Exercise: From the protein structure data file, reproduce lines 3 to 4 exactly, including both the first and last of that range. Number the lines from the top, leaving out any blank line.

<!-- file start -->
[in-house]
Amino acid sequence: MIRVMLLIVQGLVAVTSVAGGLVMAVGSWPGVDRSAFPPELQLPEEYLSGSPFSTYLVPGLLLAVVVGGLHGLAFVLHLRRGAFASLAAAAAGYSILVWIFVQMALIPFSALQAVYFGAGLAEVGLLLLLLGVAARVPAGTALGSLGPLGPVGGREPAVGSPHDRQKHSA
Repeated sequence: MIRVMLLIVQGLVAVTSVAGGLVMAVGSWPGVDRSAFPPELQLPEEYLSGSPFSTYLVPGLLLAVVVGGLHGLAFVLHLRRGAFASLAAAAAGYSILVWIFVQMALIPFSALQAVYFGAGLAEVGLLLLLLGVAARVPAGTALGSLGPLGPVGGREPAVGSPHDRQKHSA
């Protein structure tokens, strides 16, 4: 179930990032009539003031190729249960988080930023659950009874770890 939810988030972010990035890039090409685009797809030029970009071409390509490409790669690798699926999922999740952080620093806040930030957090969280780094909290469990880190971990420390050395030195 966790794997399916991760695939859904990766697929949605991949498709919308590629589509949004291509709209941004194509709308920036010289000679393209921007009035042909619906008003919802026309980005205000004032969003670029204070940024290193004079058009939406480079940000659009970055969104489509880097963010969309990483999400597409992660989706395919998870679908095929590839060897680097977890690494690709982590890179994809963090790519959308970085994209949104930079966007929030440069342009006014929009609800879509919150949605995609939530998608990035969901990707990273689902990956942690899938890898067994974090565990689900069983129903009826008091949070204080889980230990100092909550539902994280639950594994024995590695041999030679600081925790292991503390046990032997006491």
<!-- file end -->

Repeated sequence: MIRVMLLIVQGLVAVTSVAGGLVMAVGSWPGVDRSAFPPELQLPEEYLSGSPFSTYLVPGLLLAVVVGGLHGLAFVLHLRRGAFASLAAAAAGYSILVWIFVQMALIPFSALQAVYFGAGLAEVGLLLLLLGVAARVPAGTALGSLGPLGPVGGREPAVGSPHDRQKHSA
């Protein structure tokens, strides 16, 4: 179930990032009539003031190729249960988080930023659950009874770890 939810988030972010990035890039090409685009797809030029970009071409390509490409790669690798699926999922999740952080620093806040930030957090969280780094909290469990880190971990420390050395030195 966790794997399916991760695939859904990766697929949605991949498709919308590629589509949004291509709209941004194509709308920036010289000679393209921007009035042909619906008003919802026309980005205000004032969003670029204070940024290193004079058009939406480079940000659009970055969104489509880097963010969309990483999400597409992660989706395919998870679908095929590839060897680097977890690494690709982590890179994809963090790519959308970085994209949104930079966007929030440069342009006014929009609800879509919150949605995609939530998608990035969901990707990273689902990956942690899938890898067994974090565990689900069983129903009826008091949070204080889980230990100092909550539902994280639950594994024995590695041999030679600081925790292991503390046990032997006491």